Classics@14: Singers and Tales in the 21st Century; The Legacies of Milman Parry and Albert Lord


Edited by David Elmer

2010 marked the 50th anniversary of the publication of Albert Lord’s seminal Singer of Tales, and the 75th anniversary of the death of his mentor Milman Parry, the originator of what has come to be known as the Oral-Formulaic Theory. In honor of the work and continuing influence of these two pathfinding scholars, the Milman Parry Collection of Oral Literature at Harvard University convened a conference on oral studies and the Parry-Lord legacy at the beginning of the 21st century. Some 30 scholars from around the world presented papers on theoretical and practical aspects of the study of oral traditions, and the proceedings included an additional performance program featuring performances by Âşık Şeref Taşlıova and Odhon Bayar.

Collected here are the edited papers of several of the speakers at that conference, submitted for publication as Classics@14.

Papers

Ronelle Alexander, University of California, Berkeley, “Tracking the South Slavic Epic Register.”

Margaret H. Beissinger, Princeton University, “Spiritual Kinship, Incest, and Traditional Weddings: Honor, Shame, and Cultural Boundaries in Romanian Marriage Songs.”

Anna Bonifazi, University of Stuttgart and University of Heidelberg, and David F. Elmer, Harvard University, “Visuality in Bosniac and Homeric Epic.”

Olga M. Davidson, Boston University, “The Written Text as a Metaphor for the Integrity of Oral Composition in Classical Persian Traditions and Beyond.”

Thomas A. DuBois, University of Wisconsin, Madison, “Performances, Texts, and Contexts: Olaus Sirma, Johan Turi, and the Dilemma of Reifying a Context-Dependent Oral Tradition.”

Casey Dué, University of Houston, and Mary Ebbott, College of the Holy Cross, “The Homer Multitext and the System of Homeric Epic.”

Nikolay P. Grintser, School of Advanced Studies in the Humanities, Russian Presidential Academy of National Economy and Public Administration, “Common Grief: Weeping Over Hector and Rāma.”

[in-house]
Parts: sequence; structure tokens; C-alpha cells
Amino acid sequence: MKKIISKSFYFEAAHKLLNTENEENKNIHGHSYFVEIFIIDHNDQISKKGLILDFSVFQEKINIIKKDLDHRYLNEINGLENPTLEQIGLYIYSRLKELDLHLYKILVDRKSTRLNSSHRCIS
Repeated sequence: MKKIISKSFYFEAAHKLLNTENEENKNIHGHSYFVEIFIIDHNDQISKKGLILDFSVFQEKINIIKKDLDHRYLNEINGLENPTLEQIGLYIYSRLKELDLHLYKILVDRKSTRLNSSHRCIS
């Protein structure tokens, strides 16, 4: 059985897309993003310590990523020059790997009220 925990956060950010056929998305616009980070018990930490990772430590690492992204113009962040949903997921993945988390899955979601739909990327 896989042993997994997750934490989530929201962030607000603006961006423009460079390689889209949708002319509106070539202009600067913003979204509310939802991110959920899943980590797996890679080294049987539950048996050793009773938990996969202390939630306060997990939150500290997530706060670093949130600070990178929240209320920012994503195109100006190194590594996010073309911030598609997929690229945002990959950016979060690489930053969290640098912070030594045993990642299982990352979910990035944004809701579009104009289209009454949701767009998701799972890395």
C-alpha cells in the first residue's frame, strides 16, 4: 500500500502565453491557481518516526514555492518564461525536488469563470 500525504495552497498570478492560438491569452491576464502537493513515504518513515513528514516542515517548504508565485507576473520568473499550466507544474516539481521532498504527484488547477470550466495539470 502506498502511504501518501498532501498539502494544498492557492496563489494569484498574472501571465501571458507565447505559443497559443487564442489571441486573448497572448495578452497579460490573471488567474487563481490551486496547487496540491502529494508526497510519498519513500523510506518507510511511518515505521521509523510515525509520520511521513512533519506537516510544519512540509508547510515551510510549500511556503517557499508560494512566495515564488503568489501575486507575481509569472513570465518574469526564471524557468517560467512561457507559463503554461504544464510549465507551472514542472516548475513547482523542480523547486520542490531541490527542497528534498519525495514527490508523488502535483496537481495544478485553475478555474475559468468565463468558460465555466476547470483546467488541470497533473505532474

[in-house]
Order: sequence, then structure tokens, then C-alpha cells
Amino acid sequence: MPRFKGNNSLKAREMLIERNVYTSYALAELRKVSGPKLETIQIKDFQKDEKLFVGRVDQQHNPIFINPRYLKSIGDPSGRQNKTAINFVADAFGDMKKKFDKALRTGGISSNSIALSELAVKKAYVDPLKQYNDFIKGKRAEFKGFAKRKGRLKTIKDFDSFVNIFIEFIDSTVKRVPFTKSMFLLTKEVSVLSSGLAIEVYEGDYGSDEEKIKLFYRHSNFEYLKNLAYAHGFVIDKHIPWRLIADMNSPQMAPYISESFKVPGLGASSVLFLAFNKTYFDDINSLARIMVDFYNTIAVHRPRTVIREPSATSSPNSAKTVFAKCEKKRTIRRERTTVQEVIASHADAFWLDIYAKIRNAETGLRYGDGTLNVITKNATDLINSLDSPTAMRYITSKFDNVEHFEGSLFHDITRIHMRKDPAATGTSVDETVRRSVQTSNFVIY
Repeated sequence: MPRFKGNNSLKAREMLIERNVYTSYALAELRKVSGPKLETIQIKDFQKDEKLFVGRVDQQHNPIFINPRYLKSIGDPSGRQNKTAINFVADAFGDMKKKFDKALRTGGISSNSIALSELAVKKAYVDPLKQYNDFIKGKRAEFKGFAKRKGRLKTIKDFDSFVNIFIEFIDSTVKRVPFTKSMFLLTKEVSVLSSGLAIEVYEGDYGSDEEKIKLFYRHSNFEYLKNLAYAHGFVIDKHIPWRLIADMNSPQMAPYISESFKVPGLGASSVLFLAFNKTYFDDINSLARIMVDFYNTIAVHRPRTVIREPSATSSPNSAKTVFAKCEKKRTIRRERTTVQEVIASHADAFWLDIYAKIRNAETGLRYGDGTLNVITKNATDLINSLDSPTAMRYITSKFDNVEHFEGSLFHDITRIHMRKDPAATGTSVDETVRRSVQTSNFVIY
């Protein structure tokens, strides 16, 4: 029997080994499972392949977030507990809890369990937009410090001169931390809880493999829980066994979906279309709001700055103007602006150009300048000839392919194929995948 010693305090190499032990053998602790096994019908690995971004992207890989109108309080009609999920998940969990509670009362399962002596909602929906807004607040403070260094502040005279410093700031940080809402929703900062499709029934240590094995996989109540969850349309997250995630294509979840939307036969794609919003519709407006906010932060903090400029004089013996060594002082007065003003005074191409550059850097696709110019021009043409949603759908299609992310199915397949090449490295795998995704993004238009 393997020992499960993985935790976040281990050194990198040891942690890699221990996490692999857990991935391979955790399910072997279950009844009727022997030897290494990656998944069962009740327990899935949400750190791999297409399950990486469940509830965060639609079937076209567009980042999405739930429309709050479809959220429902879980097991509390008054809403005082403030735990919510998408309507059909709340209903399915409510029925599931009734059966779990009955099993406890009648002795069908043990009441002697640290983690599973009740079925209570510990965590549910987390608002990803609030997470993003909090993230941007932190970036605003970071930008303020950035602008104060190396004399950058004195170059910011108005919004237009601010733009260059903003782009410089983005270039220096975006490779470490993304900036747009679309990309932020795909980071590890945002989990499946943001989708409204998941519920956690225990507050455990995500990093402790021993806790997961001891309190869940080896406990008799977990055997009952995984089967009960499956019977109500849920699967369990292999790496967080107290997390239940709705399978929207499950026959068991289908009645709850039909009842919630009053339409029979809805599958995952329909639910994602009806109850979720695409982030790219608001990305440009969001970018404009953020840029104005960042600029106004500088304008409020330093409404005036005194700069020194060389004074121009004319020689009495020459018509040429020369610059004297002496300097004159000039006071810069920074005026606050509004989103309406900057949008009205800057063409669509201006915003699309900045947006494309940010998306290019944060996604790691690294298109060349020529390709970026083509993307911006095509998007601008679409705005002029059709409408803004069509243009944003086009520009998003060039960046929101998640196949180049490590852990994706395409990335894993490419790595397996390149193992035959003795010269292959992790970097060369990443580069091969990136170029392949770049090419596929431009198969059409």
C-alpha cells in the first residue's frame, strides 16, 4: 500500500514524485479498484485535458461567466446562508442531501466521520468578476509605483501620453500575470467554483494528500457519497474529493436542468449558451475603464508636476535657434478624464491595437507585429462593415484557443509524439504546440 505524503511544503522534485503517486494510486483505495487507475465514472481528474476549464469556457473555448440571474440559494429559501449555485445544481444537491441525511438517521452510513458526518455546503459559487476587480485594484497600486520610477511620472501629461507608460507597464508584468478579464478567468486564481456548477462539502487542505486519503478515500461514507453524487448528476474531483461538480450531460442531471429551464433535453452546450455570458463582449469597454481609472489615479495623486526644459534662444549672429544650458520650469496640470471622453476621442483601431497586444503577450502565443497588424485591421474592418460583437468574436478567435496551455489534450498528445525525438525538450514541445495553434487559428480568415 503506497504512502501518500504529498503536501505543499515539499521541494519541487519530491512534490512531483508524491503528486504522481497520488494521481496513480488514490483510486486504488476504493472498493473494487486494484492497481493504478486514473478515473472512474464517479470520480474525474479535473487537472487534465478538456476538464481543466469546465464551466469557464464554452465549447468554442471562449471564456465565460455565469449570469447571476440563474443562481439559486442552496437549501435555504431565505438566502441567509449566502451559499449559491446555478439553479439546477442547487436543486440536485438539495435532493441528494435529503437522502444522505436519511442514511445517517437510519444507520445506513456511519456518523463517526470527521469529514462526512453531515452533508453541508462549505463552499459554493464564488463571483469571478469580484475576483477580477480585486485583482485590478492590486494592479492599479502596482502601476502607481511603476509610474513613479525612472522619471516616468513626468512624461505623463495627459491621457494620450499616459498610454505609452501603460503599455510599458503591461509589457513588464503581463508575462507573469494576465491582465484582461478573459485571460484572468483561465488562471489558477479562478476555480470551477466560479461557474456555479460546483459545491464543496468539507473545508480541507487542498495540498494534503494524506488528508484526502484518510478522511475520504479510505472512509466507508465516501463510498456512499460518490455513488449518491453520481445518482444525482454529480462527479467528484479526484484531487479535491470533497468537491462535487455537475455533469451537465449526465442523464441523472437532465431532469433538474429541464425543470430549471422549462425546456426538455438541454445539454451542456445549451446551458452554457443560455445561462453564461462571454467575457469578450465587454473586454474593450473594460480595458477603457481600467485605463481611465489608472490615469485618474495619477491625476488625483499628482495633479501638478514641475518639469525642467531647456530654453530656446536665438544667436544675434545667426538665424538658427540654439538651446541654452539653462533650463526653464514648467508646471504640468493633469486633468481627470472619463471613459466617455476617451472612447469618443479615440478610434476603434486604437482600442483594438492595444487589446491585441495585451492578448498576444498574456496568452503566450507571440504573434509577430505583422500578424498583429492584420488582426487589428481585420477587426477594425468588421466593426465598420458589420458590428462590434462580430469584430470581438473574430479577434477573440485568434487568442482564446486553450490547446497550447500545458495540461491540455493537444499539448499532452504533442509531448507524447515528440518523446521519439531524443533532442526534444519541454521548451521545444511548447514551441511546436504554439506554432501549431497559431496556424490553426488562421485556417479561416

Minna Skafte Jensen, University of Southern Denmark, “Menelaus in the Odyssey: Introducing the ‘Doubled Pattern’.”

Mirsad Kunić, “The Many Deaths of Mustaj Beg of Lika.”

Françoise Létoublon, Université Stendhal – Grenoble, “The Trojan Formulaic Theater.”

Olga Levaniouk, University of Washington, “The Dreams of Barčin and Penelope.”

Carl Lindahl, Univeristy of Houston, “The Poetics of Immanence in the American Mountain Märchen.”

Peter McMurray, “There Are No Oral Media?: Multisensory Perceptions of South Slavic Epic Poetry.”

Joseph Falaky Nagy, University of California, Los Angeles, “Heroes and Their Snakes.”

Zymer U. Neziri, University of Prishtinë, and Nicola Scaldaferri, University of Milan, “From the Archive to the Field: New Research on Albanian Epic Songs.”

Karl Reichl, Emeritus, University of Bonn, “The Singing of Tales: The Role of Music in the Performance of Oral Epics in Turkey and Central Asia.”

Dwight F. Reynolds, University of California in Santa Barbara, “Composition in Performance Arab Style.”

Gísli Sigurðsson, The Árni Magnússon Institute for Icelandic Studies, University of Iceland, “The Oral Background of the Eddas and Sagas.”

Lotte Tarkka, University of Helsinki, “The Field of Song and the Four-Legged Horse: On the Dialogue of Genres in Kalevala-Meter Poetry.”

Aida Vidan, Harvard Univeristy, “Magicians and Captive Maidens: Oral Sources and the Croatian Renaissance Drama.”

Live Presentations and Performances

For video presentations of the papers above, as well as additional presentations and performances, visit the Milman Parry Collection of Oral Literature.